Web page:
Be an active spotter at all times, ie this is generally regarded as a self-spotting exercise.
Offer support to all group members both physically (spotting) and emotionally (supporting and contributing.)
Agree not to pile themselves on top of one another.
Be aware of the strength and body size of all group members, and agree not to have members lifting, supporting, or being supported in a manner in which they are not comfortable.
Practical Leadership Tips
If you can not find or build a wooden platform as described, a large carpet tile or sheet of thick card will suffice. The footprint of such alternatives are adequate but they lack the elevation a wooden platform provides to clearly show if and when a person is or is not touching the ground.
Clearly, the more people who attempt to get on the platform, the more challenging the exercise becomes. A common strategy is to carry people on the back or shoulders of other people. This is an acceptable strategy but you must first assess your group’s physical abilities and spotting skills as appropriate.
There is a slight chance that some people may topple off the platform. To this end, be sure to clear the area of all obstructions at least 3 metres around the platform.
In case it’s not obvious, do not allow group members to lie down or pile up on top of each other, otherwise, this will quickly lead to an excessive amount of weight on those poor souls on the bottom.
It should also be very obvious why it’s called “ALL ABOARD…”
You could integrate All Aboard into a well-designed SEL program to develop your group’s ability to solve problems, work collaboratively and demonstrate care and respect for others.
Specifically, this activity offers ample opportunities to explore and practice the following social & interpersonal skills:
Setting Personal & Group Goals
Use Planning & Organisational Skills
Taking Other’s Perspectives
Demonstrating Empathy & Compassion
Recognising Strengths In Others
Communicate & Listen Effectively
Seeking and/or Offering Support
Resolving Conflict Constructively
Demonstrating Curiosity & Open-Mindedness
Making Reasoned Judgements
You can learn more about SEL and how it can support character education here.
Health & Wellness Programming
For some groups and individuals, successfully completing this task will test their patience and resilience to bounce from multiple failed attempts. This is more likely to occur in circumstances in which the group is much larger than the platform can reasonably accommodate. Look for opportunities to explore the following questions:
How many attempts did it take your group to complete the task?
How did it feel to keep trying?
Did you want to give up? Why or why not?
What helped you to persevere? Was this easy?
As with all group team-building group initiatives, All Aboard is an excellent vehicle for exploring and developing Full Value behavioural norms. Consider framing your group’s experience in advance to help them reflect on topics such adaptability, leadership, and accountability at the conclusion of the task. For example, individual team members will have different opinions about what constitutes success and failure. While your debrief may relate directly to the challenge at hand, the group will really benefit if you help them connect this understanding to other areas of the group’s performance, not to mention, their personal lives.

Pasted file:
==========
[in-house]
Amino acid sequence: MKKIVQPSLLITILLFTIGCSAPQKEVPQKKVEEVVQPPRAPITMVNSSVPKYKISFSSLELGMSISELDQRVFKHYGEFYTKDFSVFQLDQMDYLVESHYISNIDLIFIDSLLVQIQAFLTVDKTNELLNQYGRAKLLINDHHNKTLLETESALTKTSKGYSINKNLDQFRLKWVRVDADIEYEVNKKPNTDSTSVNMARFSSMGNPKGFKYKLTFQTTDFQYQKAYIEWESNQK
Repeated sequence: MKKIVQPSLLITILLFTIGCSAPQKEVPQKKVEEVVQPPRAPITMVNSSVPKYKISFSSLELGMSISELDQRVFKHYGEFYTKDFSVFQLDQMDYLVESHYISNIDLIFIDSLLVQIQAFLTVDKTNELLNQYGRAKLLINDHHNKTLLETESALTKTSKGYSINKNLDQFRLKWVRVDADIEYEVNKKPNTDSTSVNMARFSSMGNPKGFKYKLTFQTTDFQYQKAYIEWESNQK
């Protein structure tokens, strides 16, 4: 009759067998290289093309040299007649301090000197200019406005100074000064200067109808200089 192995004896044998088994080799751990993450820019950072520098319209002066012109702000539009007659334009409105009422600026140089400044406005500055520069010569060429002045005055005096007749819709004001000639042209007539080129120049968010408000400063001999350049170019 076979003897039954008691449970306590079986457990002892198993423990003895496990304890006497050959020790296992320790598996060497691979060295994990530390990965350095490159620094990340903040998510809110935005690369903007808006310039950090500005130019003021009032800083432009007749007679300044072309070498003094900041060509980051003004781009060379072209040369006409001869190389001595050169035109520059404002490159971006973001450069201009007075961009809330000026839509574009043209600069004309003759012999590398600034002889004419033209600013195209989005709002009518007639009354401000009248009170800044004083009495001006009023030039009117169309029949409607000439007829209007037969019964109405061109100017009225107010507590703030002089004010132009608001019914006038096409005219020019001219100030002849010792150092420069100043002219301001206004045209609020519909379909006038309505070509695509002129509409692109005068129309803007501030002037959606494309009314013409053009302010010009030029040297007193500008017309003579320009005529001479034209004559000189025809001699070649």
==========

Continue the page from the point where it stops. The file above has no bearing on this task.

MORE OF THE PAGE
Non-Verbal: Complete the entire task without verbal forms of communication.
One Foot: Challenge your group to find a solution that involves every person with one foot touching the platform at the same time.
Train Stations: Divide your group into 3 or 4 smaller teams. Challenge your group to solve the problem of supporting a series of small teams joining the platform over the period of 30 seconds, ie each small team alights the platform 10 seconds after the previous team until all are supported.
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Useful Framing Ideas
The classic group initiative of stuffing as many people into an old telephone box or VW Beetle is legendary. Your next task is somewhat similar, but it may not be as attractive…
For many of us, the prospect of standing extremely close to another person can be quite confronting. However, that said, in the context of this next challenge, you may find this technique the only way to survive…
Reflection Tips & Strategies
Coupled with one or more reflection strategies, here are some sample questions you could use to process your group’s experience after leading this simple group initiative:
What did you notice about your planning process? Was there any planning conducted?
What types of support were offered during the exercise?
Did the number of people your group could support on the platform surprise you? Why?
What was necessary to help your group succeed?
The inspiration for All Aboard is generally unknown but was popularised during the development of Project Adventure‘s adventure-based curriculum in the early 1970s.